AWS Free Tier limit alert

I have a Datomic Ions - production, without very much data in in. A few tens of thousands of datoms.

I keep receiving from AWS warnings about read capacity. I will attach 2 screenshots of the alarm.

I really don’t understand what could trigger this.

Hi @danbunea !

The alarm you are seeing is about exceeding Dynamo DB Read Capacity Units. These alarms are thrown when you have exceeded the currently provisioned Read Capacity for the underlying DDB table. Datomic Cloud uses On-demand scaling and will scale to increase provisioning within limits. You can review your current provisioning level under the DDB console for the table name Datomic-Taia-stack.

In general, you shouldn’t have to change these settings. But this is an indication that perhaps your application is performing more read than expected or the size of your DB is larger than expected.

A good next step would be to confirm you are exceeding DDB provisioning levels in your metrics (RCU and WCU) or under DDB console. Then we can go from there in terms of advice for either changing your provisioning or tracking down what is increasing your reads.

If you would like to share info privately you can always log a case with Datomic support.


Hi @jaret , thank you for your reply.

Datomic-Taia-stack table
Item count 7,740

Table size 2.5 megabytes

Average item size 328.45 bytes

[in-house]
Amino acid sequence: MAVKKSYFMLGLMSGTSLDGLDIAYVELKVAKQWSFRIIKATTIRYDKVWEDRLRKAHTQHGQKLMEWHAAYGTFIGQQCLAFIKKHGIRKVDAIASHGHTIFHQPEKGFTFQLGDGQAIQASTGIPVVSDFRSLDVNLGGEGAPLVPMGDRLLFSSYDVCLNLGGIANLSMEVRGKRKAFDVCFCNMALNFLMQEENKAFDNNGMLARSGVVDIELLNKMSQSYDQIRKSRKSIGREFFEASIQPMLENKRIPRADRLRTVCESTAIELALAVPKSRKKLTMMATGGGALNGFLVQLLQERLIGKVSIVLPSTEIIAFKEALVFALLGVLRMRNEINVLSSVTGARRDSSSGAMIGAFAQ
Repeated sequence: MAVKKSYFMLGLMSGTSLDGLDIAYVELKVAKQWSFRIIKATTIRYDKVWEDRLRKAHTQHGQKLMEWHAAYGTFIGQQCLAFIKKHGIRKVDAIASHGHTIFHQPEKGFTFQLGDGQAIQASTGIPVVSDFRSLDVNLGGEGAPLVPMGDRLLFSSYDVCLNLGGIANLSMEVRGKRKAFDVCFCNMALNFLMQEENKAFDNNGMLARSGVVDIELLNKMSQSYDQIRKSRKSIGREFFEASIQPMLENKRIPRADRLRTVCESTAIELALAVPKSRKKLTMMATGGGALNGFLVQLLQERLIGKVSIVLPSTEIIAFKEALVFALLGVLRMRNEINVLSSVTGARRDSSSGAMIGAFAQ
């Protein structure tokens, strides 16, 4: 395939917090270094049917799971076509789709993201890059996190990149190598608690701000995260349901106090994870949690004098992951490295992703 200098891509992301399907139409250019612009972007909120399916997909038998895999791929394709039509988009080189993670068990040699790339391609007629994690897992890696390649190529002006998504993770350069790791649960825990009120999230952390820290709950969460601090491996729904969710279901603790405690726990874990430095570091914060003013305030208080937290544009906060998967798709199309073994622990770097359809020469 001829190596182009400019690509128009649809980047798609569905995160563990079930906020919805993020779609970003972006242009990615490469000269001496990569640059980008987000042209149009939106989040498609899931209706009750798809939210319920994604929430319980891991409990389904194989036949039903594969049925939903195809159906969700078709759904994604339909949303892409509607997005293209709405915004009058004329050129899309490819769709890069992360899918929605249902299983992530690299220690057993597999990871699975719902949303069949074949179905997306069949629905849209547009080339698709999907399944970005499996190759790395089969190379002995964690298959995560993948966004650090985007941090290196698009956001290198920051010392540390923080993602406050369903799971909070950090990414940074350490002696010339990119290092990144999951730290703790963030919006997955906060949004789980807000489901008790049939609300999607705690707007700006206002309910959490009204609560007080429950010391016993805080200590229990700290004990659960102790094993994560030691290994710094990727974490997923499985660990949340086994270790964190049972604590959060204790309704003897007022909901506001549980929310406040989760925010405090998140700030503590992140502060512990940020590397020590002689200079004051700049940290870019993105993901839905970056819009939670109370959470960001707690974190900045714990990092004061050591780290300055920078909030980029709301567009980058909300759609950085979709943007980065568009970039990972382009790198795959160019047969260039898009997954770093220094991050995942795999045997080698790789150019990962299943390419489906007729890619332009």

For such a small table I really don’t see why it would need to go over the provisioned read capacity.

On the other hand, when I open the app, I transfer a lot of data to the front end. To read it, I need to do a lot of pull queries (let’s say 10-15). I run all of the queries using a pmap passing the same db instance to all of them. Could this be the issue? That the db instance loads more data in the background and because it’s using a pmap and separate threads it does it for all of them? I could switch the code to using core.async, but so far I didn’t have enough time.

@danbunea even with very little data it is possible to create reads that exceed provisioning. Just to confirm that is what you are seeing you can watch you consumed reads metric and make a dashboard to see what is reported in conjunction with other Datomic metrics like the examples we have in the docs:

Specifically you want to look at a dashboard like this to confirm you are going over your provisioned level:

If that matches expectations the next thing to do would be to understand exactly what your query is doing and why it is creating so many DDB reads against your intuition that it shouldn’t be that many. To do that I recommend getting the io-stats and query-stats for the query in question and potentially pasting them here or sending them into support: